- Oliver Parini
- Ben Bergstein and April Werner
Old posters advertising the Vermont International Festival fill a notice board in Ben Bergstein and April Werner's office in Burlington's North End Studio A. Rows of whiteboards have been converted into monthly planners. Framed paintings and a map of the world decorate the rest of the room. North End Studios, on North Winooski Avenue, is the home base of the Vermont Performing Arts League. It's here that the husband-and-wife team plans the nonprofit's programs, including the annual VIF.
But North End Studios isn't solely an organization's headquarters — increasingly, it's a thriving community space. Locals have been coming to the studios for classes, performances and gatherings of all kinds. The space is especially popular with New American communities for engagement, graduation and wedding celebrations, Bergstein said. While the largest room, Studio A, has approximately a 150-person capacity, it's still not big enough for some of the events community members want to hold there, he noted. Bergstein and Werner have no larger space to offer them.
That's going to change.
The pair is currently in talks with the Champlain Housing Trust about managing the cafeteria and kitchen in the former Co-Cathedral of St. Joseph's church and school. That building is also located in the Old North End, in the heart of a neighborhood that's long been a first home for new arrivals. Its spaces will allow New American and other groups to host more and bigger events, said Bergstein. And its kitchen will permit on-site food preparation, which is not available at the North Winooski Avenue location.
"There is no [other] space that size that is going to be that affordable," Bergstein pointed out.
"I'm pretty hopeful," said Michael Monte, CHT chief operations and financial officer, of the organization's negotiations with Bergstein and Werner. "[We're] mutually working it out together, taking the right pace and making sure we do it right."
The housing nonprofit has signed an agreement with the Roman Catholic Diocese of Burlington to lease and then buy the former school for $2 million. The building on 20 Allen Street currently houses three nonprofits: Robin's Nest Children's Center and the Janet S. Munt Family Room occupy the first floor, while the Association of Africans Living in Vermont is on the third floor.
This isn't the first community building CHT has developed, said Chris Donnelly, the organization's director of community relations. Some of its other properties are the Chittenden Emergency Food Shelf and the McClure Multigenerational Center, both also in the Old North End. Donnelly said the current tenants of St. Joseph's approached CHT about two years ago, when the building was on the market and they were anxious about potentially losing their homes.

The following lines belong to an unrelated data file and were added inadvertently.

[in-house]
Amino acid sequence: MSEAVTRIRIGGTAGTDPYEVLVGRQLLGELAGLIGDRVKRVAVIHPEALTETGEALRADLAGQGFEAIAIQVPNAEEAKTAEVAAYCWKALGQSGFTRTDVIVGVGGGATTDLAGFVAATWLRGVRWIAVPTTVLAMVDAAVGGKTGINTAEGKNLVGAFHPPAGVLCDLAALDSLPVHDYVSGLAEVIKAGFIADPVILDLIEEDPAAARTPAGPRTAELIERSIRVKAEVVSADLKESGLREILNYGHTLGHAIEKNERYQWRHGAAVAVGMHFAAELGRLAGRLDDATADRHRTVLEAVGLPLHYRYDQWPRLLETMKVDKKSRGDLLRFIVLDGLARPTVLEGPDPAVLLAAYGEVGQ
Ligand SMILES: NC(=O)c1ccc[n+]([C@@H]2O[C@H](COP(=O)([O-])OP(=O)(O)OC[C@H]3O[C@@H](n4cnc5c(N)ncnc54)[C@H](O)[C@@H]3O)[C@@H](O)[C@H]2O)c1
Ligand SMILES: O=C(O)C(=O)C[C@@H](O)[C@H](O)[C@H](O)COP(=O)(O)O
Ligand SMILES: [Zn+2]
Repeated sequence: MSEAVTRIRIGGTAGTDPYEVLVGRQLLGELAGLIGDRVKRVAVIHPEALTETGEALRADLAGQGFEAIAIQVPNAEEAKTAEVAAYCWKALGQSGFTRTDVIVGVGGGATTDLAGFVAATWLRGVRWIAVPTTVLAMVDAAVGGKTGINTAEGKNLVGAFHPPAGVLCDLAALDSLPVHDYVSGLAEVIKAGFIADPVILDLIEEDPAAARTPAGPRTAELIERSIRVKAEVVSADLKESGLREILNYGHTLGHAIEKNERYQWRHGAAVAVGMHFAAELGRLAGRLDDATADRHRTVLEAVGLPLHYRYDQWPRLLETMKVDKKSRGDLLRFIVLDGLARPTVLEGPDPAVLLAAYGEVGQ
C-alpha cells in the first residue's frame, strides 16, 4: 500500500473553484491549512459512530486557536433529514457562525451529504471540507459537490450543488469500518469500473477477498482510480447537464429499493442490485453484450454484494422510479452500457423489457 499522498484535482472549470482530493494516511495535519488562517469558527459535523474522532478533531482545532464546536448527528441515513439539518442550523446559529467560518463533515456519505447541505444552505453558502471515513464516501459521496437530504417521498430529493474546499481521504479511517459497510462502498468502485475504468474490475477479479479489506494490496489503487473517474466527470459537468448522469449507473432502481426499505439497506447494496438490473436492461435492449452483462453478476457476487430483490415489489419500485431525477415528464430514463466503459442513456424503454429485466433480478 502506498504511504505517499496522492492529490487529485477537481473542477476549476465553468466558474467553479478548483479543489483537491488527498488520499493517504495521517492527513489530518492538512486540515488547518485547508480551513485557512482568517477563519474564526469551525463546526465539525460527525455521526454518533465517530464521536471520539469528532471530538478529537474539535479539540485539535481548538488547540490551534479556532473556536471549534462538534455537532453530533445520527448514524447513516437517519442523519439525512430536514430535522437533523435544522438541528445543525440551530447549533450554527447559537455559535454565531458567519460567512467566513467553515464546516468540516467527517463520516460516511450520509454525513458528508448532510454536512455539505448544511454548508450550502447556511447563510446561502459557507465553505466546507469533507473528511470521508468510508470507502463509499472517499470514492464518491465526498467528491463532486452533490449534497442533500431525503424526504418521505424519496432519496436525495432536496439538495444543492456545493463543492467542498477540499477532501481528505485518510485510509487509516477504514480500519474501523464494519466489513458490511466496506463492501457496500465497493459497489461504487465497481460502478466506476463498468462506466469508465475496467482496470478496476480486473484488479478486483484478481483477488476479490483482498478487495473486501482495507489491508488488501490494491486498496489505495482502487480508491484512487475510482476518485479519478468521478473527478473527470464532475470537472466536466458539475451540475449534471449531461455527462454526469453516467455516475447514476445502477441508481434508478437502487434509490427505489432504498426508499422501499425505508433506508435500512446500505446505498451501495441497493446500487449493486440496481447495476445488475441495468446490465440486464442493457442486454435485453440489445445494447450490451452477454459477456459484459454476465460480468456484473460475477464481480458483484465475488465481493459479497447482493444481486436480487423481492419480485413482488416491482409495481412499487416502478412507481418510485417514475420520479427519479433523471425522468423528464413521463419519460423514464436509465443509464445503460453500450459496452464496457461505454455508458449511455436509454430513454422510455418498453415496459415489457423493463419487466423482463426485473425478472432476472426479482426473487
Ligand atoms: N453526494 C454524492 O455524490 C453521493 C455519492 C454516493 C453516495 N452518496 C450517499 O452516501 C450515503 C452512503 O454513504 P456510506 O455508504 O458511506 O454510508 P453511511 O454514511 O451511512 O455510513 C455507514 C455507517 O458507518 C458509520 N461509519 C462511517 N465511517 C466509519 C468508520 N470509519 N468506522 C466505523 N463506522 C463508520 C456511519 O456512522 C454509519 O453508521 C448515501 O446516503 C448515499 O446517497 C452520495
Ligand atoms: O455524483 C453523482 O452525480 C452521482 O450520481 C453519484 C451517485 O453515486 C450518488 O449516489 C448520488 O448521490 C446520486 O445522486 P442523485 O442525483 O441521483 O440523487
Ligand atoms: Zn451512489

The school's newest tenant, the City of Burlington's Department of Parks, Recreation & Waterfront, is set to take the second floor. It will introduce indoor recreational activities and move its programming for seniors from the McClure Multigenerational Center to St. Joseph's.
Because the building lacks soundproofing, Bergstein and Werner noted, they'd need to discuss timing of programming with the tenants and work out a schedule. "We can have a one-stop shop in the building, where different programs can take place at different times," said Jacob Bogre, AALV's executive director.
Bergstein and Werner also see themselves as stepping into a "gatekeeper" role, making sure that no single group monopolizes the new event space, which will be colocated with the Family Room and Robin's Nest. Booking will be on a first-come, first-served basis, said Werner.
"This is a space for everyone," added Bergstein.
But before any new programming can be scheduled, the building needs to undergo renovation that will cost $5 million, according to Donnelly. The first phase will involve the installation of an elevator and renovation of the "antiquated" bathrooms. More extensive work, such as wiring, flooring and lighting, will take place during a second phase — after CHT has purchased the building. The sale is expected to happen next July.
Despite the hefty price tag, CHT is committed to keeping the rents at the school affordable, said Donnelly. Bogre noted that the current rent is "way below" what his organization would have to pay just about anywhere else in Burlington.
The project is about giving the organizations involved the support they need to be successful in the long term, Monte said: "Nonprofits need a stable home, too."
Donnelly hopes residents will be able to build their social lives around the facility. "We would love to see the building teeming with life and being the center for people to come in," he said.
As for Bergstein and Werner, they would like their new space at St. Joseph's eventually to be managed and operated by the immigrant and refugee community. "I would like to see it as a training ground — for training people how to manage and run an event space," said Bergstein.
At the North Winooski Avenue venue, New American youths who live in the area often help the couple set up and prepare for events. The bigger space at St. Joseph's, Werner said, would require more helping hands. Her husband hopes proximity to AALV will allow them to connect with interested individuals; that organization provides services such as employment counseling to refugees, immigrants and asylees.
There's still plenty of work to be done at St. Joseph's, but Bergstein and Werner are excited at the prospect of being part of a new community gathering place.
"The only reason why we're doing this," said Werner, "is because the Champlain Housing Trust has the same mission as we do: creating an institution that's going to last for this neighborhood."